CRISPR is a type of gene-editing technology that lets scientists more rapidly and accurately 'cut' and 'paste' genes into DNA. It is based on a targeted DNA-destroying defence system originally found in certain prokaryotes.

CRISPR stands for Clustered Regularly Interspaced Short Palindromic Repeats, a term that describes a family of nucleic acid sequences that were discovered in archaea and bacteria in the 1990s containing copies of virus genes. It appeared that somehow these organisms had stolen genes out of viruses, and researchers wanted to figure out why.

While the sequences were initially a mystery, by 2007 it had become clear that they protected the cells against infection, as a kind of microbial immune system.

If a virus tried to infect the bacteria or archaea, CRISPR-associated (or 'cas') enzymes would seek out and break apart the infectious nucleic acid sequences identified by the code, destroying any potentially deadly viruses represented in the CRISPR library.

This ability to identify specific DNA sequences with precision and break them apart was quickly recognised as a perfect tool for editing genes. A protein called Cas9 can be used in conjunction with engineered CRISPR sequences to hunt down codes and slice into them like a molecular scalpel, allowing geneticists to cut out a target gene, either to remove it or replace it with a new sequence.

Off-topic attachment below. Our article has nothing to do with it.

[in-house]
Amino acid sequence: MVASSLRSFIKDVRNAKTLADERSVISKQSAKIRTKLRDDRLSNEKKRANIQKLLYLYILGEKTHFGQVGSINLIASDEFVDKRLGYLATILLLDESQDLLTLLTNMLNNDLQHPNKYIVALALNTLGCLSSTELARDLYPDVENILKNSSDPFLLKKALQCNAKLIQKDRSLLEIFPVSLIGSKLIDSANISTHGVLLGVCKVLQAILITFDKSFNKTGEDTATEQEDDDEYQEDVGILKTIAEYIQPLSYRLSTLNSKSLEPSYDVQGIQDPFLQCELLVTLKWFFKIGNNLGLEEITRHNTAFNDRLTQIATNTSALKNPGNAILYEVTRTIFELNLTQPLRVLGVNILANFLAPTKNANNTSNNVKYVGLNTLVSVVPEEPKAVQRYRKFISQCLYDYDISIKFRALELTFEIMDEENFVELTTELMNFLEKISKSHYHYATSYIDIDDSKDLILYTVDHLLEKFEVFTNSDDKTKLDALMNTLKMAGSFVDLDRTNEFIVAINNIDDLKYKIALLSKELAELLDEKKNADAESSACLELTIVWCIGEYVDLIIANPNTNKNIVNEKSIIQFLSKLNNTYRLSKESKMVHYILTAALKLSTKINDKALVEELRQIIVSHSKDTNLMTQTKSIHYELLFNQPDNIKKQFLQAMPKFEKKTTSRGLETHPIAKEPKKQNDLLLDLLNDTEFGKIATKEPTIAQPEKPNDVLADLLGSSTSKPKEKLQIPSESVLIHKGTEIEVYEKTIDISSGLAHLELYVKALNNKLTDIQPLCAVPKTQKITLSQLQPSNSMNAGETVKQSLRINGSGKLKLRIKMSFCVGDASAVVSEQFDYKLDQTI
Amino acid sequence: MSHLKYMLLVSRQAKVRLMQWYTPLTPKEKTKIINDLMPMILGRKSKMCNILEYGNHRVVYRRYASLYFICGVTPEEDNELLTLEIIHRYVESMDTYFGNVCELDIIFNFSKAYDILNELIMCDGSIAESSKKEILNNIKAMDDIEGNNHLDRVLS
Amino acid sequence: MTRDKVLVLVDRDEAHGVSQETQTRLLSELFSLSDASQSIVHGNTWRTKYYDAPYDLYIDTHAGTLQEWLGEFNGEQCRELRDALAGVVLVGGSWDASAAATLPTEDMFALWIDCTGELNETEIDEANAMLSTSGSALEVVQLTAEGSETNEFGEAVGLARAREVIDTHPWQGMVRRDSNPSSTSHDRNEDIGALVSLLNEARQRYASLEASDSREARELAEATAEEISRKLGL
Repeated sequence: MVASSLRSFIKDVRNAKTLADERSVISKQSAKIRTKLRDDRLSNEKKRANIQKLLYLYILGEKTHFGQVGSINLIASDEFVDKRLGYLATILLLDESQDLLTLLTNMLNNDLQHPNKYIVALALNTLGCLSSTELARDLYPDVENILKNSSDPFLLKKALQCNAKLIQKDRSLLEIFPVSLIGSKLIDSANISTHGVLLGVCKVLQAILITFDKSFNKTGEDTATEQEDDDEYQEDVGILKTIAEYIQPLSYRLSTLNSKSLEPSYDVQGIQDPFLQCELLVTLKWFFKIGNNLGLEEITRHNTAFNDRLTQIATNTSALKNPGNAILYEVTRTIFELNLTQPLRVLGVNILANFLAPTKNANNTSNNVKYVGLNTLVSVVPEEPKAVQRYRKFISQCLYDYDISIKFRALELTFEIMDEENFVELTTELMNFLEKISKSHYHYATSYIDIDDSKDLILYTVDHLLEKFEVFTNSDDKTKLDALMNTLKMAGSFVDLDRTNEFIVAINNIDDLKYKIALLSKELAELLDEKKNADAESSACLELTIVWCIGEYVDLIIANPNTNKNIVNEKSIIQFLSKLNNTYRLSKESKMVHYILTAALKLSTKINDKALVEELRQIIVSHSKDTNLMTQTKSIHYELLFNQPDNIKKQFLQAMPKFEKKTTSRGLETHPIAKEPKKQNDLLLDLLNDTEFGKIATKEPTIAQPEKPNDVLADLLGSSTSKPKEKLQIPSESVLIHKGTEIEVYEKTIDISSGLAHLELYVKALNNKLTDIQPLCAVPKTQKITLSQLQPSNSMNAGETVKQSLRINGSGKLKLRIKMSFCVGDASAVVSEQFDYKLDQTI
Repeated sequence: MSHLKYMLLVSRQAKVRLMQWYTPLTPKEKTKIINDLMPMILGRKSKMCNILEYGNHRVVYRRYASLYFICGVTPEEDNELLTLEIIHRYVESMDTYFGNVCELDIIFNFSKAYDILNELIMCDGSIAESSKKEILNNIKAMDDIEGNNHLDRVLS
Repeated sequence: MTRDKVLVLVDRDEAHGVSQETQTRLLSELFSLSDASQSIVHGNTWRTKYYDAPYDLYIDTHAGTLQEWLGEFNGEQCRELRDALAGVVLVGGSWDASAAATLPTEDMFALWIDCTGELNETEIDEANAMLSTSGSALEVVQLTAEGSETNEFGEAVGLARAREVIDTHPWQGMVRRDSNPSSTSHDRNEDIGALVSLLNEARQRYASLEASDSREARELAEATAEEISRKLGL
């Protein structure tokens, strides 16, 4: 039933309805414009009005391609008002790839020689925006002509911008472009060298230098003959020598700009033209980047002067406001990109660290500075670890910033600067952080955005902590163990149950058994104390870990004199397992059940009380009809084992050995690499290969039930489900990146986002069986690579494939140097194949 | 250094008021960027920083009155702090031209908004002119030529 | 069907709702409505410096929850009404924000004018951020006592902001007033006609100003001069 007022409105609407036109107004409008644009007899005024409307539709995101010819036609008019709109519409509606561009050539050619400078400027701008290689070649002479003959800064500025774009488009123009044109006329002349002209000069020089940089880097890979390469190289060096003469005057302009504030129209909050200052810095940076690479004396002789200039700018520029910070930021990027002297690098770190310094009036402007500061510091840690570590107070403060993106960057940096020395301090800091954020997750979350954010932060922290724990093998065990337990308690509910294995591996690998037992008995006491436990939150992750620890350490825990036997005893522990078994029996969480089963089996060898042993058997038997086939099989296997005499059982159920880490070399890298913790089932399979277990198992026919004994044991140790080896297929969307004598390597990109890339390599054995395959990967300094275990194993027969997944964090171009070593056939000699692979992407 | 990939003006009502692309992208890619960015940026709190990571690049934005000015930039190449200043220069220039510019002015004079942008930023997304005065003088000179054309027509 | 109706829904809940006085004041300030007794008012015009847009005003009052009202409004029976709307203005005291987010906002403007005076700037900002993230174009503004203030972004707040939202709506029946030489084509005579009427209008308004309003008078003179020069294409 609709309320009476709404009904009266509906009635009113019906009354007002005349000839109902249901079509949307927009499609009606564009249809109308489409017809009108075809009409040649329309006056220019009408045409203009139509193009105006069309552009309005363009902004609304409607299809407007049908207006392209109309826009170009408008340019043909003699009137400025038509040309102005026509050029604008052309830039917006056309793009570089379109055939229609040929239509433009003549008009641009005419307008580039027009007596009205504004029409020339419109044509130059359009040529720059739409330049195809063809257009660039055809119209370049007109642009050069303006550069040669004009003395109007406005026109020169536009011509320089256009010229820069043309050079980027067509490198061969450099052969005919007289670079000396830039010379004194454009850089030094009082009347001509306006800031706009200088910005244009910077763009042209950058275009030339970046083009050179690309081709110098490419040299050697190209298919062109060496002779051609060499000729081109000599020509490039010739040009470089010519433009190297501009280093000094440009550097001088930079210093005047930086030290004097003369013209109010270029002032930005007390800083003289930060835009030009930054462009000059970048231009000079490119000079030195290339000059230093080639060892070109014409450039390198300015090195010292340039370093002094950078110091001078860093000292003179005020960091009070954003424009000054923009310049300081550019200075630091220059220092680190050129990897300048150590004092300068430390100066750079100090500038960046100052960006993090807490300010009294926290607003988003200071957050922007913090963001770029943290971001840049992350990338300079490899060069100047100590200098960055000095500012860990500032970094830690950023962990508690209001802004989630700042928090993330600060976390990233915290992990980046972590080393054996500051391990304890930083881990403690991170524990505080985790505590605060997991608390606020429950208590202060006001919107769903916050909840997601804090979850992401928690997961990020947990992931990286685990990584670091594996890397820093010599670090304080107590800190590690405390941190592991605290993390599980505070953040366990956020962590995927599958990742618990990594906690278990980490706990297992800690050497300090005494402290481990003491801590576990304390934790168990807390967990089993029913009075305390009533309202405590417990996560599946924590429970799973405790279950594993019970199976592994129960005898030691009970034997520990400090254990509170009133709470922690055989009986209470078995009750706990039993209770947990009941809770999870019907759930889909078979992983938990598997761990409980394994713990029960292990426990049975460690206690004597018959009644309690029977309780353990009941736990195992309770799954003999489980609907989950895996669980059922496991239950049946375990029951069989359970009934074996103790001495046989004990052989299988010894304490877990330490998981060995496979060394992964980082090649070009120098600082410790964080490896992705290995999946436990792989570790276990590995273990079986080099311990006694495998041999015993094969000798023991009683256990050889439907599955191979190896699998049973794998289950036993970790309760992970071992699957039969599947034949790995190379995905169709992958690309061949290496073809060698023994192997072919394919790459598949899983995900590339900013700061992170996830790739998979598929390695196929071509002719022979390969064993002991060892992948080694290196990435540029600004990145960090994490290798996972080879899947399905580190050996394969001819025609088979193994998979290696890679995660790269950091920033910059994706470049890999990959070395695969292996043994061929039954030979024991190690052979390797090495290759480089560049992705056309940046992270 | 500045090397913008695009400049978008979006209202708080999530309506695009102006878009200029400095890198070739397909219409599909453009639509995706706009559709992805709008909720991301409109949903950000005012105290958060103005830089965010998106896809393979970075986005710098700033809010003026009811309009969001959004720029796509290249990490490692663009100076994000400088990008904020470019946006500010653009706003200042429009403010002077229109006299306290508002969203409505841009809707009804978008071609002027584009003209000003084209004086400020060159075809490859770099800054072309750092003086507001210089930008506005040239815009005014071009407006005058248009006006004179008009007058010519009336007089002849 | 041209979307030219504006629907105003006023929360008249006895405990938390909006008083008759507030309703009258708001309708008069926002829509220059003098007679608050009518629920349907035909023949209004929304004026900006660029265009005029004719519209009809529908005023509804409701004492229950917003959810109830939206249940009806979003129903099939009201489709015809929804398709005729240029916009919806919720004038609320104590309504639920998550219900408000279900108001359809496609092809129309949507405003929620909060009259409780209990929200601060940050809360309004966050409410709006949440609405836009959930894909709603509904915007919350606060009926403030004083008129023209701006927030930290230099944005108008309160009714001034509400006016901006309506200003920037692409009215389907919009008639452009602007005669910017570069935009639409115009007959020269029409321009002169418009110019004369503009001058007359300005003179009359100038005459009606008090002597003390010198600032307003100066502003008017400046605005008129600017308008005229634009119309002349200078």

How CRISPR is used

CRISPR-based technology has been applied to a variety of tasks in the past decade, from removing genes responsible for diseases, to destroying drug resistant superbugs, to creating molecular recording devices.

Concerns over the risks and ethics involved in applying the technology - especially where human genes are concerned - have arisen, and will no doubt affect its applications. At the end of 2018, Chinese scientist He Jiankui controversially claimed he had used CRISPR on human embryos that ended up being carried to term and born, but this is still being investigated.

Despite controversies, CRISPR remains one of the most powerful tools for gene editing in the foreseeable future.


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